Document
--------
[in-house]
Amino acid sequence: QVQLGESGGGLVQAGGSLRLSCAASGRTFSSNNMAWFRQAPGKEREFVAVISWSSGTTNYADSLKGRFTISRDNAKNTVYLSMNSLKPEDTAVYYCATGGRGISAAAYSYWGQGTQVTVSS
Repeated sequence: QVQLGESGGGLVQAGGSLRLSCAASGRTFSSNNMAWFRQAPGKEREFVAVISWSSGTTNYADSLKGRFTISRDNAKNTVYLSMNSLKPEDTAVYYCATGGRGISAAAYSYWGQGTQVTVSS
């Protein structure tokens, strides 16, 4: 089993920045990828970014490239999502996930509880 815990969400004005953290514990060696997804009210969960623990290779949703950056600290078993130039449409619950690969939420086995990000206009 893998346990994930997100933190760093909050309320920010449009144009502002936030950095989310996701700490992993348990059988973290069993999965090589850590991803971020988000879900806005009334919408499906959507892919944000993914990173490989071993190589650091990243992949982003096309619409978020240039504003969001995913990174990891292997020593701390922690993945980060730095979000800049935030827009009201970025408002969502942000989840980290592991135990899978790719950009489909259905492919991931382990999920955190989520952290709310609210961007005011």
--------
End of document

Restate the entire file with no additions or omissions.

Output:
[in-house]
Amino acid sequence: QVQLGESGGGLVQAGGSLRLSCAASGRTFSSNNMAWFRQAPGKEREFVAVISWSSGTTNYADSLKGRFTISRDNAKNTVYLSMNSLKPEDTAVYYCATGGRGISAAAYSYWGQGTQVTVSS
Repeated sequence: QVQLGESGGGLVQAGGSLRLSCAASGRTFSSNNMAWFRQAPGKEREFVAVISWSSGTTNYADSLKGRFTISRDNAKNTVYLSMNSLKPEDTAVYYCATGGRGISAAAYSYWGQGTQVTVSS
């Protein structure tokens, strides 16, 4: 089993920045990828970014490239999502996930509880 815990969400004005953290514990060696997804009210969960623990290779949703950056600290078993130039449409619950690969939420086995990000206009 893998346990994930997100933190760093909050309320920010449009144009502002936030950095989310996701700490992993348990059988973290069993999965090589850590991803971020988000879900806005009334919408499906959507892919944000993914990173490989071993190589650091990243992949982003096309619409978020240039504003969001995913990174990891292997020593701390922690993945980060730095979000800049935030827009009201970025408002969502942000989840980290592991135990899978790719950009489909259905492919991931382990999920955190989520952290709310609210961007005011």